Before the new project, villagers relied on candle and kerosene lamps as their lonely source of power. But, now the installation of solar power plant in the hilly and mountainous area of Ngurdoto brings changes for the village, located on the foothills of Mount Meru—the second after Mount Kilimanjaro.
Veneranda Lyimo is one of villagers, who are too optimistic on the project, saying it takes them to a new era, lauding the efforts made by the Tanzanian government in collaboration with the Korean government for coming up with the cost-effective power project in the area.
The 59-year-old woman says they have been in the area in 1973 and all those years they were living darkness, “but now we’re happy to see light from solar power plant installed in our village.”
Sitting on her plastic-made chair outside her house, Veneranda expresses her hope that the new power plant will transform people’s livelihoods in the village as more people will open up more business opportunities as well as easily linked to the world.
According to Veneranda, a mother of four, through the use of ICT gadgets, such as mobile phones, social media and main stream media such as TV and radio, people would be able to see what is happening in the world.
A farmer-cum-cattle keeper in the village says: “I was among people who were excited when we heard about the installation of the solar power plant in this village, but now I have come to realise that it was a daylight dream as today we have got power in our village , thanks to Korean Government to built solar power plant worth 150m/-, so that people can set-up income generating activities, have better life, have better life, get lighting and improve rural productivity .” “I feel like I am in Europe. My plan is to buy a fridge so that I can set up small businesses, something which wasn’t the case in the past,” she says, adding that other plan is to embark on poultry farming.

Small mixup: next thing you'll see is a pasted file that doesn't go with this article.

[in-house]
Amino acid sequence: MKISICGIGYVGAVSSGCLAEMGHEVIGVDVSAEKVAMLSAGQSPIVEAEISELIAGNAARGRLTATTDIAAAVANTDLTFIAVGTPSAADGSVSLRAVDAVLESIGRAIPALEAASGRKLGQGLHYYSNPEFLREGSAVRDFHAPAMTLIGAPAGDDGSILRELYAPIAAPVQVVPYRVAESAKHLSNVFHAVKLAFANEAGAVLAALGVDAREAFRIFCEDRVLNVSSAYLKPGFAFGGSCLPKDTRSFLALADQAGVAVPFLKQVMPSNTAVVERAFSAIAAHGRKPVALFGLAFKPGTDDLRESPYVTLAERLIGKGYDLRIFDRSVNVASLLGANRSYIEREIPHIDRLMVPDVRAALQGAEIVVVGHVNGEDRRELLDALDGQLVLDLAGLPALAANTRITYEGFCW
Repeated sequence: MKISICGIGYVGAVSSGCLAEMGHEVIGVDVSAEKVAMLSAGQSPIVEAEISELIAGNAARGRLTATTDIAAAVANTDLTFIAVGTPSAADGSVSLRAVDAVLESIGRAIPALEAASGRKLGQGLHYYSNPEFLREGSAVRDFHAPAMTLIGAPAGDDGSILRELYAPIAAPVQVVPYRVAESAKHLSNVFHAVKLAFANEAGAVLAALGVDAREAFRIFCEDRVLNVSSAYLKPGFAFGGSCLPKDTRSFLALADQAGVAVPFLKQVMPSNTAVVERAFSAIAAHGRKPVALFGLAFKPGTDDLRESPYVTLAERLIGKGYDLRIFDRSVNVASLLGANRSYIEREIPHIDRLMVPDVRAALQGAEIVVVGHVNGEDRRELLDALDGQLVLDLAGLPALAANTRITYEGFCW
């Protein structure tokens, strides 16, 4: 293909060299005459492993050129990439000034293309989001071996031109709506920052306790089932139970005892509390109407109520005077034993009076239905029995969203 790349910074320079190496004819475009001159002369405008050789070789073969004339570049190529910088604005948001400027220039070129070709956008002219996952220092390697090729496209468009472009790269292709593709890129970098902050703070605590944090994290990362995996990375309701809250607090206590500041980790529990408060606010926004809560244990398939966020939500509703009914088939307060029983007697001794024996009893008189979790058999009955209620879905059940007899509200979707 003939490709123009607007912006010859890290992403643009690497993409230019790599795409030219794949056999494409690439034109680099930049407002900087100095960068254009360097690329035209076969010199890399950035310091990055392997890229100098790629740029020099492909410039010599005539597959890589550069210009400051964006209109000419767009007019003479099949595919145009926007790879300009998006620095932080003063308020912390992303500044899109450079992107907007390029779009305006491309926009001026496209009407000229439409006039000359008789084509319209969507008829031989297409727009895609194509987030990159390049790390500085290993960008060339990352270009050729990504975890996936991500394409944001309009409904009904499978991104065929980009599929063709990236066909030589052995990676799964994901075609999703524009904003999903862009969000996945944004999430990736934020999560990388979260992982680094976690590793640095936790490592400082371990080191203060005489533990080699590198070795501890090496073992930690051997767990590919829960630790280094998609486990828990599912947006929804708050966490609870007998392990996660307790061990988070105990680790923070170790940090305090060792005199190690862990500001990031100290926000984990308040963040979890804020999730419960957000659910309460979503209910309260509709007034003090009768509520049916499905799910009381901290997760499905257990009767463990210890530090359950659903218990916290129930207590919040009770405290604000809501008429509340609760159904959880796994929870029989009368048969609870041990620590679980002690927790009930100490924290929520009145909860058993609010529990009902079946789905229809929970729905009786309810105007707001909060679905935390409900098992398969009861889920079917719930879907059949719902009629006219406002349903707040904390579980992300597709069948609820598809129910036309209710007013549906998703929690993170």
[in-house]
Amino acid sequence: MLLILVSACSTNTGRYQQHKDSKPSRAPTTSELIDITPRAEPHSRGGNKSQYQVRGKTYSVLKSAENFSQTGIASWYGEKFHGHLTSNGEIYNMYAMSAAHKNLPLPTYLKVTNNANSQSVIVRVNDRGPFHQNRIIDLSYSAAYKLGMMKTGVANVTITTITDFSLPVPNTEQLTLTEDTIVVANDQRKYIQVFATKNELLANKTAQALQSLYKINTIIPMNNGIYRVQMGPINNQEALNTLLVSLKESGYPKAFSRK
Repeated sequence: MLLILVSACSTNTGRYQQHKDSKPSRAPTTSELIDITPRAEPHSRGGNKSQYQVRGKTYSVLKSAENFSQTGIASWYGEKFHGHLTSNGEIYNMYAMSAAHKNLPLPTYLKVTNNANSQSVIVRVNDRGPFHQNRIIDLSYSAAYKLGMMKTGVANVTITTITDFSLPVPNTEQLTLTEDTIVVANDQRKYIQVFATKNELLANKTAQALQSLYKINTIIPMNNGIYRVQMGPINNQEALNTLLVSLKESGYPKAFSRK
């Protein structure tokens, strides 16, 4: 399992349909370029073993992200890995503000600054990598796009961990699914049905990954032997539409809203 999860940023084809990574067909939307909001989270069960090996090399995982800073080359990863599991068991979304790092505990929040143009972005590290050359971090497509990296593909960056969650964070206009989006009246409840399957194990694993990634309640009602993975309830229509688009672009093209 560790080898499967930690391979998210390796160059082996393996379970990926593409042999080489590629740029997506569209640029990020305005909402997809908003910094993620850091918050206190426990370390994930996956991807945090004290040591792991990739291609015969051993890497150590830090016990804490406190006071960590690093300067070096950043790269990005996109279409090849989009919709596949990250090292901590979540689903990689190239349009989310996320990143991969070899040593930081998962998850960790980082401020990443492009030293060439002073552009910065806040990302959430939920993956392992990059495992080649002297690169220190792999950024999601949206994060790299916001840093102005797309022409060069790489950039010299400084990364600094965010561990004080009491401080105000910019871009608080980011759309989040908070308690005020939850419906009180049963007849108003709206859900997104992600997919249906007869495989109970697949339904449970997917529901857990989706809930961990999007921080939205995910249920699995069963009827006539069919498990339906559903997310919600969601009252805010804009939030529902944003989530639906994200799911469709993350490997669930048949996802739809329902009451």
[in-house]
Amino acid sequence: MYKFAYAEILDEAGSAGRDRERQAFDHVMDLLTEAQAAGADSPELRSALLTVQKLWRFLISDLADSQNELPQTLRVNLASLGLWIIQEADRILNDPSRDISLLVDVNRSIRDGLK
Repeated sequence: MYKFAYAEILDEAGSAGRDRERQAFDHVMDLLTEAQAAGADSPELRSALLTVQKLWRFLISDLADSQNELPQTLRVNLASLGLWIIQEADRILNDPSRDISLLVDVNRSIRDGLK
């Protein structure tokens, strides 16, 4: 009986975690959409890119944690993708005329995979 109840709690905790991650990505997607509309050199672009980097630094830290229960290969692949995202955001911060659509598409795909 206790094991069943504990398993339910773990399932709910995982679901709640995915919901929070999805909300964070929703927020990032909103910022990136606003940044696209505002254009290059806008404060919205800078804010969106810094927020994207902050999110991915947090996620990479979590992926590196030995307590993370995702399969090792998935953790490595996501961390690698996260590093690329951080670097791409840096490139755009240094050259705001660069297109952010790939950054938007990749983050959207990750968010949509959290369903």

The project will provide room for villagers to reduce health hazards by enabling replacement of smoky kerosene lamps.
Neema Uriyo is a headteacher at Ngurdoto Primary School also says the new solar power plant can transform education in the area as hours for schoolchildren to stay in classes will be added due to improved lighting.
The school teacher says teaching and learning materials will also be improved as teachers would use ICTs gadgets such as projectors to teach in classrooms.
“I express thanks to the Korean government and Ngurdoto village government for connecting us with solar power. This is a redeemer to us as many things will be done using solar power such as providing clean and safe water as well as irrigation, which will also scale-up food crop production,” the school teacher says.
Currently the school has one ICT experts who normally teach students on ICT, he said, calling on the Korean government to assist them with 30 computers that will use it to teach students and teachers.Currently Ngurdoto Primary School has 800 students, 17 teachers, 14 classrooms, and they still need two three classrooms for students, two computer rooms that will be used to train other teachers on ICT.
Highlighting on what are the plan for 2019 Arusha -based Innovative Technology and Energy Centre (ITEC) managing director Dr Herb Rhee says that in August this year, ITEC plan to build solar power plant in other villages in Arusha region because the centre would build one solar power plant every year in rural villages in Tanzania so that can be a mother for rural electrification for off-grid villages.
“We did it in January this year and we will do it in August to help villages that has no access to electricity,” he noted.